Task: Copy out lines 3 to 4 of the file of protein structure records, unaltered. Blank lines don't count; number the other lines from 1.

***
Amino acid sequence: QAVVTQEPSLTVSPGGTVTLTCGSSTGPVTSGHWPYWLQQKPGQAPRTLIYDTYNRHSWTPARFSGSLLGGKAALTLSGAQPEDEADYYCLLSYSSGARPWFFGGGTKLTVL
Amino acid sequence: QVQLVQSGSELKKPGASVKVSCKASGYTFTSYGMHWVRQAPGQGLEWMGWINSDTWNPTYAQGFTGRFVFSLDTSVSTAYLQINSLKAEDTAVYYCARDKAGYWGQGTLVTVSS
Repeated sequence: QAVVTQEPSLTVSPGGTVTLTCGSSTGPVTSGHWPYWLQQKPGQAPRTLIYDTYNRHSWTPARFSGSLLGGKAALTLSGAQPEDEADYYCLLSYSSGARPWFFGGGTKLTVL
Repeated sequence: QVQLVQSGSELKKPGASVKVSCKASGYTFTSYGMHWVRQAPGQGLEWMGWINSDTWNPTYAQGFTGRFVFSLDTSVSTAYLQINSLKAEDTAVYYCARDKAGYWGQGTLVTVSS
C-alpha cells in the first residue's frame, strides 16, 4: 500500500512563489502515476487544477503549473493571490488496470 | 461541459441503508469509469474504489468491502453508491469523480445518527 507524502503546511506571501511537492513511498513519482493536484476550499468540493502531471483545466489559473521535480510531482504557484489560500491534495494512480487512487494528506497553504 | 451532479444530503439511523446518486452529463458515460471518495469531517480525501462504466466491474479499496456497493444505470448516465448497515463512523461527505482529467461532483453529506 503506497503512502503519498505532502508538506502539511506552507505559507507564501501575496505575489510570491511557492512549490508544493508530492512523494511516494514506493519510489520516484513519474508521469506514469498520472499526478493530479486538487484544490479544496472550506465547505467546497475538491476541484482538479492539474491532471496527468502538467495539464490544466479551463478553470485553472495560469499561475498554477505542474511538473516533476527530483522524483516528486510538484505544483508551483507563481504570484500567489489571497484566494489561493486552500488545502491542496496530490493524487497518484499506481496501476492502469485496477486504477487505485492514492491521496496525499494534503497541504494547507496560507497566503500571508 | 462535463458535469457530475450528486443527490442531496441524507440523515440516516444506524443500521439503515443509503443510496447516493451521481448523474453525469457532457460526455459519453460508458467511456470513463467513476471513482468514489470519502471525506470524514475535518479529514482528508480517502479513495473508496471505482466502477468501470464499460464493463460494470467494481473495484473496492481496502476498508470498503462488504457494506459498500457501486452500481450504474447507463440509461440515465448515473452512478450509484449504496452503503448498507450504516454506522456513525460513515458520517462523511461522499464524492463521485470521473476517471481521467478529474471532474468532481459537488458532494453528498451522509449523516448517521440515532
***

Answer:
Repeated sequence: QAVVTQEPSLTVSPGGTVTLTCGSSTGPVTSGHWPYWLQQKPGQAPRTLIYDTYNRHSWTPARFSGSLLGGKAALTLSGAQPEDEADYYCLLSYSSGARPWFFGGGTKLTVL
Repeated sequence: QVQLVQSGSELKKPGASVKVSCKASGYTFTSYGMHWVRQAPGQGLEWMGWINSDTWNPTYAQGFTGRFVFSLDTSVSTAYLQINSLKAEDTAVYYCARDKAGYWGQGTLVTVSS